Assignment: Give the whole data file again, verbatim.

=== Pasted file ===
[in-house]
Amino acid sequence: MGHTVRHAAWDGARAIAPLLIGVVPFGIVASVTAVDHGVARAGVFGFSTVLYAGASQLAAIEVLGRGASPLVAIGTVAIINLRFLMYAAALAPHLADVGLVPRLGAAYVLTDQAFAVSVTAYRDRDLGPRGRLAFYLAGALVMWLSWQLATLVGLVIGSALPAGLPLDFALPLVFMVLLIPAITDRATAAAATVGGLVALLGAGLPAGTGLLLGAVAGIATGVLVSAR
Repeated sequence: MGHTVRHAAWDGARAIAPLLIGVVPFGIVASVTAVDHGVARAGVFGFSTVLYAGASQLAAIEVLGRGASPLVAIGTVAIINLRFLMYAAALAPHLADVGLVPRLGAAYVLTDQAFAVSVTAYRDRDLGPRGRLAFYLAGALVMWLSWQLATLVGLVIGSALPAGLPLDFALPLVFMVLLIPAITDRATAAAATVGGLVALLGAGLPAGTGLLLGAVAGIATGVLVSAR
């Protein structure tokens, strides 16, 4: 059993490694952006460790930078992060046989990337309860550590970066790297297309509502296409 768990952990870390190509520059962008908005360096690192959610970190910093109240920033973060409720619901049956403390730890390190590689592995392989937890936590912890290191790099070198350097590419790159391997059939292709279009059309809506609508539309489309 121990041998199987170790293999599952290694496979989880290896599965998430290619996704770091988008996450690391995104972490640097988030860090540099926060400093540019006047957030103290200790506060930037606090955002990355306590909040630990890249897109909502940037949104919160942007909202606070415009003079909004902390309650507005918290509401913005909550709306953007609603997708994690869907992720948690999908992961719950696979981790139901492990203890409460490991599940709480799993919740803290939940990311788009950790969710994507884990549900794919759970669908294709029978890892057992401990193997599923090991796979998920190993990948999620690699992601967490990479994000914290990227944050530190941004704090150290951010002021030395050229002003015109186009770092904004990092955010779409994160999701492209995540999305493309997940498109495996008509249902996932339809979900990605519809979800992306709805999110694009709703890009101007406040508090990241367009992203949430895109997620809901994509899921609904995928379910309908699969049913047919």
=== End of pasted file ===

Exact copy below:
[in-house]
Amino acid sequence: MGHTVRHAAWDGARAIAPLLIGVVPFGIVASVTAVDHGVARAGVFGFSTVLYAGASQLAAIEVLGRGASPLVAIGTVAIINLRFLMYAAALAPHLADVGLVPRLGAAYVLTDQAFAVSVTAYRDRDLGPRGRLAFYLAGALVMWLSWQLATLVGLVIGSALPAGLPLDFALPLVFMVLLIPAITDRATAAAATVGGLVALLGAGLPAGTGLLLGAVAGIATGVLVSAR
Repeated sequence: MGHTVRHAAWDGARAIAPLLIGVVPFGIVASVTAVDHGVARAGVFGFSTVLYAGASQLAAIEVLGRGASPLVAIGTVAIINLRFLMYAAALAPHLADVGLVPRLGAAYVLTDQAFAVSVTAYRDRDLGPRGRLAFYLAGALVMWLSWQLATLVGLVIGSALPAGLPLDFALPLVFMVLLIPAITDRATAAAATVGGLVALLGAGLPAGTGLLLGAVAGIATGVLVSAR
């Protein structure tokens, strides 16, 4: 059993490694952006460790930078992060046989990337309860550590970066790297297309509502296409 768990952990870390190509520059962008908005360096690192959610970190910093109240920033973060409720619901049956403390730890390190590689592995392989937890936590912890290191790099070198350097590419790159391997059939292709279009059309809506609508539309489309 121990041998199987170790293999599952290694496979989880290896599965998430290619996704770091988008996450690391995104972490640097988030860090540099926060400093540019006047957030103290200790506060930037606090955002990355306590909040630990890249897109909502940037949104919160942007909202606070415009003079909004902390309650507005918290509401913005909550709306953007609603997708994690869907992720948690999908992961719950696979981790139901492990203890409460490991599940709480799993919740803290939940990311788009950790969710994507884990549900794919759970669908294709029978890892057992401990193997599923090991796979998920190993990948999620690699992601967490990479994000914290990227944050530190941004704090150290951010002021030395050229002003015109186009770092904004990092955010779409994160999701492209995540999305493309997940498109495996008509249902996932339809979900990605519809979800992306709805999110694009709703890009101007406040508090990241367009992203949430895109997620809901994509899921609904995928379910309908699969049913047919």